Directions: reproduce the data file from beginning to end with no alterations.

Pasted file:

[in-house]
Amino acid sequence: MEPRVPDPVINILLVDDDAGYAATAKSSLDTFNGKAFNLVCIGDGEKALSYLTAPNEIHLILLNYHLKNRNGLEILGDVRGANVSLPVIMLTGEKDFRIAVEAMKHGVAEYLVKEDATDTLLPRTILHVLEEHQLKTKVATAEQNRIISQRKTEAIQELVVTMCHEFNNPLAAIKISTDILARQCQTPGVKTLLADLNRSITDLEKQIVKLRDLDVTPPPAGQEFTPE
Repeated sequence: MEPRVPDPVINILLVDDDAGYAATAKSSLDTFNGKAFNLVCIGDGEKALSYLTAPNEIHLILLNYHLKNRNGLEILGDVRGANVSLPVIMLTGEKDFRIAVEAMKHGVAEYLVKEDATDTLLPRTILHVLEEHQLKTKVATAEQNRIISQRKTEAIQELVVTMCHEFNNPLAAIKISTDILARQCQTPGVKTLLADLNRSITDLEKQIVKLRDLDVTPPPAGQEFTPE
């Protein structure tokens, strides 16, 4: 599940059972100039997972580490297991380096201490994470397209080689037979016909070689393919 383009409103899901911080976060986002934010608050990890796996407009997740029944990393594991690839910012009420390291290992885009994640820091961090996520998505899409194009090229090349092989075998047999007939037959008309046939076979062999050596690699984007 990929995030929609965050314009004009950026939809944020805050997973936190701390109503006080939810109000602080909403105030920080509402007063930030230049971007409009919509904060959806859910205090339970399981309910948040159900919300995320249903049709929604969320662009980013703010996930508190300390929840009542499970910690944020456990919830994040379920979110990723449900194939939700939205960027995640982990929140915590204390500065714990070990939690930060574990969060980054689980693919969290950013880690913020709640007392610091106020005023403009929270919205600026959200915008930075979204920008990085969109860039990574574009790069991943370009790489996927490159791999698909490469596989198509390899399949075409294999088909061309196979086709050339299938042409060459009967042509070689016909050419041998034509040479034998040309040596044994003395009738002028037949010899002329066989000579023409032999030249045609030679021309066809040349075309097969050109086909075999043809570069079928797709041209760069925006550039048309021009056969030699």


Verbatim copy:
[in-house]
Amino acid sequence: MEPRVPDPVINILLVDDDAGYAATAKSSLDTFNGKAFNLVCIGDGEKALSYLTAPNEIHLILLNYHLKNRNGLEILGDVRGANVSLPVIMLTGEKDFRIAVEAMKHGVAEYLVKEDATDTLLPRTILHVLEEHQLKTKVATAEQNRIISQRKTEAIQELVVTMCHEFNNPLAAIKISTDILARQCQTPGVKTLLADLNRSITDLEKQIVKLRDLDVTPPPAGQEFTPE
Repeated sequence: MEPRVPDPVINILLVDDDAGYAATAKSSLDTFNGKAFNLVCIGDGEKALSYLTAPNEIHLILLNYHLKNRNGLEILGDVRGANVSLPVIMLTGEKDFRIAVEAMKHGVAEYLVKEDATDTLLPRTILHVLEEHQLKTKVATAEQNRIISQRKTEAIQELVVTMCHEFNNPLAAIKISTDILARQCQTPGVKTLLADLNRSITDLEKQIVKLRDLDVTPPPAGQEFTPE
């Protein structure tokens, strides 16, 4: 599940059972100039997972580490297991380096201490994470397209080689037979016909070689393919 383009409103899901911080976060986002934010608050990890796996407009997740029944990393594991690839910012009420390291290992885009994640820091961090996520998505899409194009090229090349092989075998047999007939037959008309046939076979062999050596690699984007 990929995030929609965050314009004009950026939809944020805050997973936190701390109503006080939810109000602080909403105030920080509402007063930030230049971007409009919509904060959806859910205090339970399981309910948040159900919300995320249903049709929604969320662009980013703010996930508190300390929840009542499970910690944020456990919830994040379920979110990723449900194939939700939205960027995640982990929140915590204390500065714990070990939690930060574990969060980054689980693919969290950013880690913020709640007392610091106020005023403009929270919205600026959200915008930075979204920008990085969109860039990574574009790069991943370009790489996927490159791999698909490469596989198509390899399949075409294999088909061309196979086709050339299938042409060459009967042509070689016909050419041998034509040479034998040309040596044994003395009738002028037949010899002329066989000579023409032999030249045609030679021309066809040349075309097969050109086909075999043809570069079928797709041209760069925006550039048309021009056969030699």